I came into a class of 63 pupils and I was the oldest which I would always remain. This gave me some responsibility. As being the oldest, I had the task to ask the Superior some favor in name of my class. of which the first was the right to smoke a cigar which was only permitted on some special days. Cigarettes were not permitted because they damaged the brain. I had then to go to the superior who lived on the second story whole beneath all were waiting. If I had obtained it, I gave a sign through the window and beneath this was received with cheers.

At that time Holland was a country where smoking was almost a general use for men. My father smoked the entire day. Getting up in the morning, he put first his socks and then the pipe in his mouth and smoked while making his toilet. So he worked some two hours before he took his breakfast. He died of cancer, but this may have saved his life in the Spanish Influenza crisis. But he was a very pious man who recited every evening the Rosary with the whole family each one kneeled before a chair and prayed after it almost half an hour alone. Then came his pipe again in his mouth and smoking, he prepared himself to go to bed.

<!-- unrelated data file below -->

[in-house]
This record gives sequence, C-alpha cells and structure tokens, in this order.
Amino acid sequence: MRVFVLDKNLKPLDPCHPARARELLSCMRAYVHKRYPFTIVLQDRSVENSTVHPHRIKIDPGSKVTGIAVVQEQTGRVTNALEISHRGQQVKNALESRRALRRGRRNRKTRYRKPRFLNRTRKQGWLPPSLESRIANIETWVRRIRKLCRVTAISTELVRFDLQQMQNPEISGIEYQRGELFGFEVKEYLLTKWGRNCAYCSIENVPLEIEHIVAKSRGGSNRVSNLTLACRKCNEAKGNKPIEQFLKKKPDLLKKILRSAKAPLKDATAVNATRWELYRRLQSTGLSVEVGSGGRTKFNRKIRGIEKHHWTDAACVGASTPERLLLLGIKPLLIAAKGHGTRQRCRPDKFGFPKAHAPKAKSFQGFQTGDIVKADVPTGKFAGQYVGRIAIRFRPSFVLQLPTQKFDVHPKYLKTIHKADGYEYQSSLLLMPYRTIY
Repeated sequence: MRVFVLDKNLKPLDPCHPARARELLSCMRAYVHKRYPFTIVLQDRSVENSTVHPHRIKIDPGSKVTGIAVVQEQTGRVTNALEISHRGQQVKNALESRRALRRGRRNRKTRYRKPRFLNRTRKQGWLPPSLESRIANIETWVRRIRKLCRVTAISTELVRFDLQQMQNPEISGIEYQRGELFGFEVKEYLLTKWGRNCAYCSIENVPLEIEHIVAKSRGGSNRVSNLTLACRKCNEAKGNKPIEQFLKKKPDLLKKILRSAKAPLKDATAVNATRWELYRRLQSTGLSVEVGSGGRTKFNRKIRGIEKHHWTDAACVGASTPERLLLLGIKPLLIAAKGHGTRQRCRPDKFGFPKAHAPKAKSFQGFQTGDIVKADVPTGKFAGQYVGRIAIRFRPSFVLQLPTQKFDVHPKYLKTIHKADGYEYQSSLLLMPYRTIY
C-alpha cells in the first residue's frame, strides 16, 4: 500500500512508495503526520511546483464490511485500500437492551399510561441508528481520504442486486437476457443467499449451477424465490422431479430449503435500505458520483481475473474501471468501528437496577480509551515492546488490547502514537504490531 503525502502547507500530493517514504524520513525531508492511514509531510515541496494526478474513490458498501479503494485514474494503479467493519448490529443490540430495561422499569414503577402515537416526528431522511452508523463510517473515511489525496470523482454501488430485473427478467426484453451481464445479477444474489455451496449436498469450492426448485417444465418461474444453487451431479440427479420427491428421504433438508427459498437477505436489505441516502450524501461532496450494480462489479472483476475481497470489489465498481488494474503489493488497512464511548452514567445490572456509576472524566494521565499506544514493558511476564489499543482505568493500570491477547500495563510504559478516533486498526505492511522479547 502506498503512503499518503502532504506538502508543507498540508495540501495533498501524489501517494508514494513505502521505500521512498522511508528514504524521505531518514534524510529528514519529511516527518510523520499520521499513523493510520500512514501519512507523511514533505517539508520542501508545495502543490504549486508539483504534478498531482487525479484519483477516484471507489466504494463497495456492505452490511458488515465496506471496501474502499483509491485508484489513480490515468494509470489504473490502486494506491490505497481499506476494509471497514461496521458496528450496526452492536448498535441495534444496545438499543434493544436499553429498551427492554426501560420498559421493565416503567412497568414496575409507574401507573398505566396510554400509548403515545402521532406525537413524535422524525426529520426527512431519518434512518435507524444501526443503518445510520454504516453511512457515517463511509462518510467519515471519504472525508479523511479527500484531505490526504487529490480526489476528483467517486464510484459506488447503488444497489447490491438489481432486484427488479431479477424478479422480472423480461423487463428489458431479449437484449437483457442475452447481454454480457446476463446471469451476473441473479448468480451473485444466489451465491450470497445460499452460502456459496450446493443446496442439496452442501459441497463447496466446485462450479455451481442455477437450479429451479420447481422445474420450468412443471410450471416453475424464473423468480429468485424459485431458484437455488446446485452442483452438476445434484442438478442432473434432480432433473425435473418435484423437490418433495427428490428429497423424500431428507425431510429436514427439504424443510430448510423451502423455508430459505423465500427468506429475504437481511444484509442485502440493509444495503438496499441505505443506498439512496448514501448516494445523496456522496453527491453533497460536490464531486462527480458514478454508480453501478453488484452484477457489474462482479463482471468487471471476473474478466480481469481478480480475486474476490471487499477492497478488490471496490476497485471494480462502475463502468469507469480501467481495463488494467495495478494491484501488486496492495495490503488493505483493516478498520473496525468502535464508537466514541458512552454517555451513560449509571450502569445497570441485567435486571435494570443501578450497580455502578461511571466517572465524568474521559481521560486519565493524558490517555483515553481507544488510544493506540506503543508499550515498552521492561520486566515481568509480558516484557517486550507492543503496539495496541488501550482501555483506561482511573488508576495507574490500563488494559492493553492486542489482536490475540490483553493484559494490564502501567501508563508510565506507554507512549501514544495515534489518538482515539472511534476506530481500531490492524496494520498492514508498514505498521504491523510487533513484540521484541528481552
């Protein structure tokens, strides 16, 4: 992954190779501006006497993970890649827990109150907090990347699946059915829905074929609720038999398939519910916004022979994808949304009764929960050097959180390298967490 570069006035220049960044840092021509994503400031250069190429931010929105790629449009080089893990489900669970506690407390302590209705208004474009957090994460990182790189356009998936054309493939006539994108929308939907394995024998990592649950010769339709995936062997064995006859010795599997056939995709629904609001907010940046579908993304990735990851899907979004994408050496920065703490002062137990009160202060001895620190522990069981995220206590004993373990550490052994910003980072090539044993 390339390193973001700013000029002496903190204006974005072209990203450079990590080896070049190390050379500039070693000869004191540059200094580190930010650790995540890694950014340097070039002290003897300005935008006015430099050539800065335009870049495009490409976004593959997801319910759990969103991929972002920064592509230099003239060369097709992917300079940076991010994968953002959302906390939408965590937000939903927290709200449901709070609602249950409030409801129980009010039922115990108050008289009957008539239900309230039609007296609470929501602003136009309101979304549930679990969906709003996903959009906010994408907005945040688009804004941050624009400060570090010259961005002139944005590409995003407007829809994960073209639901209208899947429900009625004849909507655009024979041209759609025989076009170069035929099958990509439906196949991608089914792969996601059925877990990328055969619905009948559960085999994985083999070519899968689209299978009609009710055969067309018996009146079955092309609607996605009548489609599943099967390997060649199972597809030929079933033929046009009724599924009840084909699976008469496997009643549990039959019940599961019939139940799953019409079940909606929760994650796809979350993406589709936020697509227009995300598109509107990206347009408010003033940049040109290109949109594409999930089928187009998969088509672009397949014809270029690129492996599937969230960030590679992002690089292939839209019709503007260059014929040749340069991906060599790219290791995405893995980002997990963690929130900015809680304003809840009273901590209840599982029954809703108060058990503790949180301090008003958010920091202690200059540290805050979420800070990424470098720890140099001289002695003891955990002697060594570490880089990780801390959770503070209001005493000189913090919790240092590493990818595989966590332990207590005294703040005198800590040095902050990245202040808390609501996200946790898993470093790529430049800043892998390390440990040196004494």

Today all had changed, like in many other countries many gave it up to smoke; this may be the only good thing that modernism has brought us. but in my youth you saw in many houses in Holland a decoration plate with the inscription: "Het is geen man die niet roken can":(It is not a man who cannot smoke) and this scandalized nobody. In the trains were compartments for smokers and not - smokers.